With almost 15 years experience working in the purified water industry, Lorcan Kennedy is a highly skilled Technical Services Engineer working with Veolia Water Technologies. Lorcan has extensive knowledge of the pharmaceutical, healthcare, industrial and electronic sectors and he specialises in the trouble-shooting of pure water systems, design of bespoke projects & conducts system audits for multinational customers. Read below Lorcan's own invaluable advice regarding The Causes of Out of Specification Bacteria and Endotoxin occurring in Purified Water Systems.
Causes of Out of Specification Bacteria and Endotoxin in Pure Water Distribution Systems
In broad terms, the levels of bacteria and endotoxin present in a purified water system will be affected by:
- System design. Is the system designed to prevent the passage of bacteria and endotoxin from feed water to the purified water system points of use? Is the system designed to prevent the development of bacteria and endotoxin in the system itself?
- System operation. Is the purified water system being operated correctly?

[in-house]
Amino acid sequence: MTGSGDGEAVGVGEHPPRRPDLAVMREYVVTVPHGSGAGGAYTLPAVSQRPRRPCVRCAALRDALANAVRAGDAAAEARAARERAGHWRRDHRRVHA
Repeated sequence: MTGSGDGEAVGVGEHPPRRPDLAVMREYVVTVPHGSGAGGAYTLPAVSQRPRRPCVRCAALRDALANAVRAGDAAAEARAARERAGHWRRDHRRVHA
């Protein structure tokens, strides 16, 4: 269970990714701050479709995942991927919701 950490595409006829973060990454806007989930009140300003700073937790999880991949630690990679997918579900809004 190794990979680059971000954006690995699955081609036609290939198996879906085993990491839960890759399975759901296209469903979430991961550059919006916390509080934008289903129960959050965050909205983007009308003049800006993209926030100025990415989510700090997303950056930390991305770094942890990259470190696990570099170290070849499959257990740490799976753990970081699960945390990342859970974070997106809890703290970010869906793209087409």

- Environmental conditions. Is the system located in an environment conducive to bacteria / endotoxin control?
- Testing methods. Are the bacterial / endotoxin testing methods providing an accurate representation of the bacteria and endotoxin levels in the purified water system. Bacterial growth in water will be affected by the following parameters.
- Temperature: In broad terms, the warmer the water the more rapid the bacteria growth. However, heat can also be used as a sanitisation method (typically >80 deg C).
- Static versus flowing / turbulent water: Bacterial growth will generally be more rapid in static water - compared to flowing / turbulent water.
- Pipework / storage materials of construction and design: Pipes and storage tanks constructed of materials with rough internal surfaces; have crevices present; have dead legs / dead areas (ie areas of static water) etc are more conducive to bacteria development than those that do not.
- Food source: Bacteria development will be more rapid if a suitable food source for growth is present.
- Presence of bacterial suppressant chemicals: Bacteria development will be less rapid if bacterial suppressant chemicals are present in the water. This is the typical method used to suppress bacterial development in mains water in the UK. These chemicals are, however, typically removed by purified water systems.